What's in my soil?
After EPA scientists have assesed your garden soil, you will be emailed a report containing the screening results from your garden soil samples.
The sections below walk through how you can reduce harm from contaminated soil.
Identifying contamination is important because it can cause harm to human and environmental health.
There are three components to contamination that may cause harm:
The source of contamination (e.g., lead paint)
The pathway through which it could spread (e.g., ingestion of contaminated soil particles or uptake of contaminants into home grown veggies)
The receptor the contamination could impact (e.g., people consuming home grown veggies).
Guidelines to reduce harm to human health from contamination consider each of these pathways and provide a concentration above which harm to the receptor (people) may occur for a given contaminant.
Actions taken to remove or reduce risk from contaminated soil should address the source and the pathway, so that harm to the receptor is reduced.
In the example above, by safely removing the lead paint and old oil drums (source), and replacing the topsoil in and around the veggie patch (pathway), the risk to the family and their chickens (receptor) from eating home-grown veggies and working in the garden is reduced.
If your GardenSafe screening results exceed the guideline provided, then further investigation may be required. Reasonably practicable measures to remove or reduce the presence of, or exposure to, that contaminant should be considered to reduce potential risk of adverse human or environmental health effects. This may include growing veggies in pots or raised beds with new soil from a reputable provider.
Only a qualified medical professional can advise how a contaminant could impact an individual’s health. Please see your doctor if you have health concerns about soil contamination.
The actions taken to remove or reduce soil contamination should be proportional to the level of contamination identified, if any.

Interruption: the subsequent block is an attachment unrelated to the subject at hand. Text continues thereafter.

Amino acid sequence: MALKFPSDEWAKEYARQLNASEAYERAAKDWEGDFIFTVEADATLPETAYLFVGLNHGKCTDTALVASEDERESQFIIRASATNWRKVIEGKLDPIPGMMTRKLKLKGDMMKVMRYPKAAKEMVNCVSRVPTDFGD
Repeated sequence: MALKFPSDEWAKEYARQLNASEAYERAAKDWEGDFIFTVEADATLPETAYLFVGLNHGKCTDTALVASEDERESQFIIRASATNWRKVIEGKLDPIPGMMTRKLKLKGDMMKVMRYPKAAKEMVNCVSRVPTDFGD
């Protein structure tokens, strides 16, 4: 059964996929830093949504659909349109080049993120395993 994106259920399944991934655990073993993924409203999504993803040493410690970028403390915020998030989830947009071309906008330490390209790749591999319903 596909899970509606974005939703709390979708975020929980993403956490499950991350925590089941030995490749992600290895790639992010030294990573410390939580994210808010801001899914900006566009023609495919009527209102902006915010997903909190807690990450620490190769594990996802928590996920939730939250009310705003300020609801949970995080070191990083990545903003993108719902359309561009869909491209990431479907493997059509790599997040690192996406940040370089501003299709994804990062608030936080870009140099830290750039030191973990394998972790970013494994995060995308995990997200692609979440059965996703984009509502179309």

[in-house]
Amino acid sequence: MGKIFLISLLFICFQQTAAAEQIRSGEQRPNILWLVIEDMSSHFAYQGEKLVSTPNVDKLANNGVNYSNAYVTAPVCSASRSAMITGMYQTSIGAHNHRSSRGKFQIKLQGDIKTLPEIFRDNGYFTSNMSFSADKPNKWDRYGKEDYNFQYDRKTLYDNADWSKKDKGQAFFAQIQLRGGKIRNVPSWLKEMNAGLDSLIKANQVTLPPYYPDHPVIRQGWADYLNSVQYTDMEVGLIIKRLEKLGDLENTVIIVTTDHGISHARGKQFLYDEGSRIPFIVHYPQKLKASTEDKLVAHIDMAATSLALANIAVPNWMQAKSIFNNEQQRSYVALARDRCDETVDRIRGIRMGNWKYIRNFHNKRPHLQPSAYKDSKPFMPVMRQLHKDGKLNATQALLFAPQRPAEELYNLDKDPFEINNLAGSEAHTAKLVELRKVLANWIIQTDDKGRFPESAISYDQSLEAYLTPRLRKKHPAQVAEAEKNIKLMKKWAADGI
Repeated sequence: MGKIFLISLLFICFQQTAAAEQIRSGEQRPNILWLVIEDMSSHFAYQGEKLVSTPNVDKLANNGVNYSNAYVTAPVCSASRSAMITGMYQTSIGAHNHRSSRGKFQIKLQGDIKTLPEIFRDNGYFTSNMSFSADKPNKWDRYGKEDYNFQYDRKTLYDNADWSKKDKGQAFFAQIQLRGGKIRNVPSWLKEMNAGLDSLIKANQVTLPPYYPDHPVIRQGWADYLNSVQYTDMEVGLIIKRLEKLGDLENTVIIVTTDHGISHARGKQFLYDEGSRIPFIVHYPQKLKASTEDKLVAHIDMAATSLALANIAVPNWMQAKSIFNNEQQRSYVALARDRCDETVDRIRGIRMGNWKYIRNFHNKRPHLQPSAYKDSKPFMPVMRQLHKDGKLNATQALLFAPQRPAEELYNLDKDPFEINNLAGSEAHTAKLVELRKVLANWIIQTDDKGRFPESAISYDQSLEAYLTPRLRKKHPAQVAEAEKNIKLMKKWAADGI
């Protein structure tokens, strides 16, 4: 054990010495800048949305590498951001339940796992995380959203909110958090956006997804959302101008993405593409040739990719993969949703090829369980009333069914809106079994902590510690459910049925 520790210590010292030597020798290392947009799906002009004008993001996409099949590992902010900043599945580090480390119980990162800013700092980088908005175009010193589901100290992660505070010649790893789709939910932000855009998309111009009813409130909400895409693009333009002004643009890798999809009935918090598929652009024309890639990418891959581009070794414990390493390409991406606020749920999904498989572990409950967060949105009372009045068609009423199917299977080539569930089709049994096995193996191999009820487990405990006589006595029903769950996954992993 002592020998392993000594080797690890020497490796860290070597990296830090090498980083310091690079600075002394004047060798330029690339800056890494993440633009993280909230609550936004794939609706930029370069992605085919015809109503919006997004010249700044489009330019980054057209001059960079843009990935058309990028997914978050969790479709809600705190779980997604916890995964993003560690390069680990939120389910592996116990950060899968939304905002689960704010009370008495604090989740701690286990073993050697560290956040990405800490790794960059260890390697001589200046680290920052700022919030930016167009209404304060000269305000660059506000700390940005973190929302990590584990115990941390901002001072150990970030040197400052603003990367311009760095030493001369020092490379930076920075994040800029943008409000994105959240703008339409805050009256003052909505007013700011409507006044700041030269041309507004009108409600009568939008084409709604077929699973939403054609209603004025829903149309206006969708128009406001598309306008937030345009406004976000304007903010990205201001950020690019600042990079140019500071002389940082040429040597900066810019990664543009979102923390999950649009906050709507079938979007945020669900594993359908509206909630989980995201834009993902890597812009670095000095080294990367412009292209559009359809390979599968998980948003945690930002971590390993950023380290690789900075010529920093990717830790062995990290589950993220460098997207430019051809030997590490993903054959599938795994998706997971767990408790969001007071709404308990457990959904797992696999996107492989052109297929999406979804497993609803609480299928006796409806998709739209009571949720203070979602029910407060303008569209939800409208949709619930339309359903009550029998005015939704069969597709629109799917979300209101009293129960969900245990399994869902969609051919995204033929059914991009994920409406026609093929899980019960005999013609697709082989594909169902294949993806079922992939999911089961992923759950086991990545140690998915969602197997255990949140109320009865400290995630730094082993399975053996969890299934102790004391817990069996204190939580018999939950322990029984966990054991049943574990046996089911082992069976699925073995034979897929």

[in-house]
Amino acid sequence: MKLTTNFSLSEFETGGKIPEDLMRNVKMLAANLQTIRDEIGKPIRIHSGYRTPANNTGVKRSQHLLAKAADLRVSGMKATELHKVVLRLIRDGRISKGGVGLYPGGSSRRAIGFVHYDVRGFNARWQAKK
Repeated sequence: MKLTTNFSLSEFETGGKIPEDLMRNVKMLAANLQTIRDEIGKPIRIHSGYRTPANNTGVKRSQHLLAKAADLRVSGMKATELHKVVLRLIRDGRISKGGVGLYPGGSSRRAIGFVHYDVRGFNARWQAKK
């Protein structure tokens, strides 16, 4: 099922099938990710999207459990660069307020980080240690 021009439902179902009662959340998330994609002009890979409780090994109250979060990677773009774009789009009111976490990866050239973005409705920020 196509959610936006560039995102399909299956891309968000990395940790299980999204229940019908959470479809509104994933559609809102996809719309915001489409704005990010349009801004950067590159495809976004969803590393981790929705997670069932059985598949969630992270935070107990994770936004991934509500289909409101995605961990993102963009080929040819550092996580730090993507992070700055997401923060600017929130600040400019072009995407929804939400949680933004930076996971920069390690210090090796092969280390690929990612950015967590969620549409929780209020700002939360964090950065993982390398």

Examples of remediation strategies include:
Excavate the contaminated soil - For higher contaminant concentrations, consider removing the top 30 cm of soil and for disposal at an appropriately licenced landfill. Place an impervious fabric to stop the mixing of old and new soil. Add a thick layer of clean, purchased soil from a reputable provider on the top.
Grow veggies in a raised bed - Construct a raised bed using safe materials. Fill the bed with layers of organic matter, compost, cardboard, and clean purchased soil from a reputable provider. Do not use treated timber, old painted timber, or tyres to build your raised garden bed.
Mulching and covering - Cover the contaminated soil with a layer of clean soil then mulch or pave the area. This reduces the generation of contaminated dust and restricts contact between people and the soil. Only grow ornamental plants in these areas, rather than edible produce.
Build a designated play space for children - Like the raised bed, build a garden bed using safe materials and fill with clean, purchased soil from a reputable provider. Use this as a play and learning space for children to get their hands dirty and try growing their own veggies. Remember to wash your hands after playing in the soil.
Removing or reducing soil contamination may require a combination of strategies. Seek advice from an experienced environmental professional and consider further testing before commencing remediation. Always dispose of waste, including contaminated soil, at an appropriately licenced landfill.